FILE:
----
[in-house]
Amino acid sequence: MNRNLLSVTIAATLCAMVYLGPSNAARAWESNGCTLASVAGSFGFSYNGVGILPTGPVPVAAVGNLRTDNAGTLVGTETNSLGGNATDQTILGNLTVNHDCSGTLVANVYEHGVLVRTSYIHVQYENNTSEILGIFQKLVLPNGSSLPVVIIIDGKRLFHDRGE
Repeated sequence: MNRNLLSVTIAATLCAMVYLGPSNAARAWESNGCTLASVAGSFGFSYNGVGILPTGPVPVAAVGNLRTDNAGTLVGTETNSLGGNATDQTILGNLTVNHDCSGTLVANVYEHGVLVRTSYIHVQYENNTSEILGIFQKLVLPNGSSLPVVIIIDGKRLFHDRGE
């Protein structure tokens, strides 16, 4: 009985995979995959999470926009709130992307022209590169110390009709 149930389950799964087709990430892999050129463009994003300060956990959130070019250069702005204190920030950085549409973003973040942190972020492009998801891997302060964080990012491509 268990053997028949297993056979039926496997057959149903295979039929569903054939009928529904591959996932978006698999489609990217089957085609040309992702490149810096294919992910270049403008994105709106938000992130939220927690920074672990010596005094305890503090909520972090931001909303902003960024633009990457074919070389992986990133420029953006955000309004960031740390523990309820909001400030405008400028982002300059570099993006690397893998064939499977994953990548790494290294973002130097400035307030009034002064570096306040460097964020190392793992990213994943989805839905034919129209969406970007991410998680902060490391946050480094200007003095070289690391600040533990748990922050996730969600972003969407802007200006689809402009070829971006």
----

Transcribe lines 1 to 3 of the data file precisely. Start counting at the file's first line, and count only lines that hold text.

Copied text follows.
[in-house]
Amino acid sequence: MNRNLLSVTIAATLCAMVYLGPSNAARAWESNGCTLASVAGSFGFSYNGVGILPTGPVPVAAVGNLRTDNAGTLVGTETNSLGGNATDQTILGNLTVNHDCSGTLVANVYEHGVLVRTSYIHVQYENNTSEILGIFQKLVLPNGSSLPVVIIIDGKRLFHDRGE
Repeated sequence: MNRNLLSVTIAATLCAMVYLGPSNAARAWESNGCTLASVAGSFGFSYNGVGILPTGPVPVAAVGNLRTDNAGTLVGTETNSLGGNATDQTILGNLTVNHDCSGTLVANVYEHGVLVRTSYIHVQYENNTSEILGIFQKLVLPNGSSLPVVIIIDGKRLFHDRGE